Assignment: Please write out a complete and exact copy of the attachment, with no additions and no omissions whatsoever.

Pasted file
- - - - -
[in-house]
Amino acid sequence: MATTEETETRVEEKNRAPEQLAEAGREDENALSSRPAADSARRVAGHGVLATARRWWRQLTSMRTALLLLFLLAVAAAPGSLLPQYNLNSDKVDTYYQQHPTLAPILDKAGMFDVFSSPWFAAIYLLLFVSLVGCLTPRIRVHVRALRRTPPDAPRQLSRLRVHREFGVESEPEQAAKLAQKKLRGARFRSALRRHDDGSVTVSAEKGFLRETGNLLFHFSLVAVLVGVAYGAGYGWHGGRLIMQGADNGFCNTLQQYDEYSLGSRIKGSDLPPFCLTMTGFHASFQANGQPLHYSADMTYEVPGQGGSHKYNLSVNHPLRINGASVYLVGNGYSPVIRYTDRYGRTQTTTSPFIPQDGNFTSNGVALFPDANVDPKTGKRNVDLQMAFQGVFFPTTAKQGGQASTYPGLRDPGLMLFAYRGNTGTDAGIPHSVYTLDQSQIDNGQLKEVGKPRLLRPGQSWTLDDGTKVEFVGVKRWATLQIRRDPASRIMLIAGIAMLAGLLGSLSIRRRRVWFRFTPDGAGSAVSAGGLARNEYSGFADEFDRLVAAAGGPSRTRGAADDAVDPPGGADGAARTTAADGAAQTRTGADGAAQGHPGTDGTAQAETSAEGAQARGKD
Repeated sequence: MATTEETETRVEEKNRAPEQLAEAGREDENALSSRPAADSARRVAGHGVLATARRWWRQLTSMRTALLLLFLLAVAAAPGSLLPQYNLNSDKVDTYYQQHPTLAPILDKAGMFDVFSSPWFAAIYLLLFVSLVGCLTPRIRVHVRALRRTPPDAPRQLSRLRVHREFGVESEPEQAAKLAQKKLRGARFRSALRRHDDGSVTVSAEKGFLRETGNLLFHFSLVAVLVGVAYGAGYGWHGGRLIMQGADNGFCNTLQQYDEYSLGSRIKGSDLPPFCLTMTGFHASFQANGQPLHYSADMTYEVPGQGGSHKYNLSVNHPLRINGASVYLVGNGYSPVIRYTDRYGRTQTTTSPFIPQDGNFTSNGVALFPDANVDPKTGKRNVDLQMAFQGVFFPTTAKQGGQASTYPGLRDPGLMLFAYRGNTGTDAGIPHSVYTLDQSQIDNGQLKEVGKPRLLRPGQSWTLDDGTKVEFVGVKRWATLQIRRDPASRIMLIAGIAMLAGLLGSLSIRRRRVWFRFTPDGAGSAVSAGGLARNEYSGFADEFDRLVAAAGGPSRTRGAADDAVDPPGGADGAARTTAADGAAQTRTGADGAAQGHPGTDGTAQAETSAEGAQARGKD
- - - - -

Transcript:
[in-house]
Amino acid sequence: MATTEETETRVEEKNRAPEQLAEAGREDENALSSRPAADSARRVAGHGVLATARRWWRQLTSMRTALLLLFLLAVAAAPGSLLPQYNLNSDKVDTYYQQHPTLAPILDKAGMFDVFSSPWFAAIYLLLFVSLVGCLTPRIRVHVRALRRTPPDAPRQLSRLRVHREFGVESEPEQAAKLAQKKLRGARFRSALRRHDDGSVTVSAEKGFLRETGNLLFHFSLVAVLVGVAYGAGYGWHGGRLIMQGADNGFCNTLQQYDEYSLGSRIKGSDLPPFCLTMTGFHASFQANGQPLHYSADMTYEVPGQGGSHKYNLSVNHPLRINGASVYLVGNGYSPVIRYTDRYGRTQTTTSPFIPQDGNFTSNGVALFPDANVDPKTGKRNVDLQMAFQGVFFPTTAKQGGQASTYPGLRDPGLMLFAYRGNTGTDAGIPHSVYTLDQSQIDNGQLKEVGKPRLLRPGQSWTLDDGTKVEFVGVKRWATLQIRRDPASRIMLIAGIAMLAGLLGSLSIRRRRVWFRFTPDGAGSAVSAGGLARNEYSGFADEFDRLVAAAGGPSRTRGAADDAVDPPGGADGAARTTAADGAAQTRTGADGAAQGHPGTDGTAQAETSAEGAQARGKD
Repeated sequence: MATTEETETRVEEKNRAPEQLAEAGREDENALSSRPAADSARRVAGHGVLATARRWWRQLTSMRTALLLLFLLAVAAAPGSLLPQYNLNSDKVDTYYQQHPTLAPILDKAGMFDVFSSPWFAAIYLLLFVSLVGCLTPRIRVHVRALRRTPPDAPRQLSRLRVHREFGVESEPEQAAKLAQKKLRGARFRSALRRHDDGSVTVSAEKGFLRETGNLLFHFSLVAVLVGVAYGAGYGWHGGRLIMQGADNGFCNTLQQYDEYSLGSRIKGSDLPPFCLTMTGFHASFQANGQPLHYSADMTYEVPGQGGSHKYNLSVNHPLRINGASVYLVGNGYSPVIRYTDRYGRTQTTTSPFIPQDGNFTSNGVALFPDANVDPKTGKRNVDLQMAFQGVFFPTTAKQGGQASTYPGLRDPGLMLFAYRGNTGTDAGIPHSVYTLDQSQIDNGQLKEVGKPRLLRPGQSWTLDDGTKVEFVGVKRWATLQIRRDPASRIMLIAGIAMLAGLLGSLSIRRRRVWFRFTPDGAGSAVSAGGLARNEYSGFADEFDRLVAAAGGPSRTRGAADDAVDPPGGADGAARTTAADGAAQTRTGADGAAQGHPGTDGTAQAETSAEGAQARGKD